Notre Dame football has canceled its scheduled games for the 2015, 2016 and 2017 seasons with the University of Michigan, according to a release on MGoBlue.com.
“The decision to cancel games in 2015-17 was Notre Dame’s and not ours,” said Michigan athletic director Dave Brandon. “We value our annual rivalry with Notre Dame but will have to see what the future holds for any continuation of the series. This cancellation presents new scheduling opportunities for our program and provides a chance to create some new rivalries.”
This news is devastating for all college football fans, as the elected movement of realignment continues to brutally damage the fabric of college football and the tradition-laden rivalries that make the sport so compelling.
It is understandable that Notre Dame wishes to make its scheduling more manageable for its move to the Atlantic Coast Conference, but the Irish are going about this all wrong. What we will find out in the coming months is that Notre Dame will also cancel its rivalry with Michigan State, but keep its rivalries with USC and Stanford intact. This move isn’t about shoring up the schedule so that the ACC can fit Notre Dame into the picture, nor is it about making the schedule easier for the Irish. This move entails the Irish waving its proverbial middle finger at the Big Ten conference and saying, “how do you like us now?” Notre Dame operates in childish ways, as far as college football-decency goes, and I will no longer give them the respect that I once had for its academic institution—and football program as a whole.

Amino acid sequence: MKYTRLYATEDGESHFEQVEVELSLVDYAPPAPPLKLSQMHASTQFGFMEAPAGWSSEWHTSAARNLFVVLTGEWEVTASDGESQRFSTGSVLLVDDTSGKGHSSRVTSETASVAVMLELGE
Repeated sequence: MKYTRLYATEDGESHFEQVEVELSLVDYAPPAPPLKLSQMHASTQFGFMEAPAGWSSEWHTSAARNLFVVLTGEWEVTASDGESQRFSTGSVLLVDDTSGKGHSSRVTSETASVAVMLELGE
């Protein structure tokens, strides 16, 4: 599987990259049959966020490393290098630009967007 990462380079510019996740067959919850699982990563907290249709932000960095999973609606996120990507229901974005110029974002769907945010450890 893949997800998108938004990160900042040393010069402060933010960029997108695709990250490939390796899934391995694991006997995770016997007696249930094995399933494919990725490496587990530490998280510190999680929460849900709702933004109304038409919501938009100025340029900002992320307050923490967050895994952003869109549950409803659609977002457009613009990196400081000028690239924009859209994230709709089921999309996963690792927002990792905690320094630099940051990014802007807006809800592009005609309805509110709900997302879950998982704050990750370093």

According to Michigan’s athletic department, the future of the games scheduled to be played in 2020 and beyond has yet to be determined between the rivaling football programs. My guess is that the rivalry will collapse given Notre Dame’s disdain for the Big Ten and its new pseudo-conference affiliation with the ACC.
Michigan is currently scheduled to play three schools in 2015. The Wolverines will begin the season by traveling to Utah, and then will host Oregon State and UNLV in back-to-back weekends in Ann Arbor. The only nonconference opponent on its 2016 schedule is a home matchup against Colorado. There are no nonconference opponents scheduled for the 2017 season now that Notre Dame has backed out of its scheduling agreement.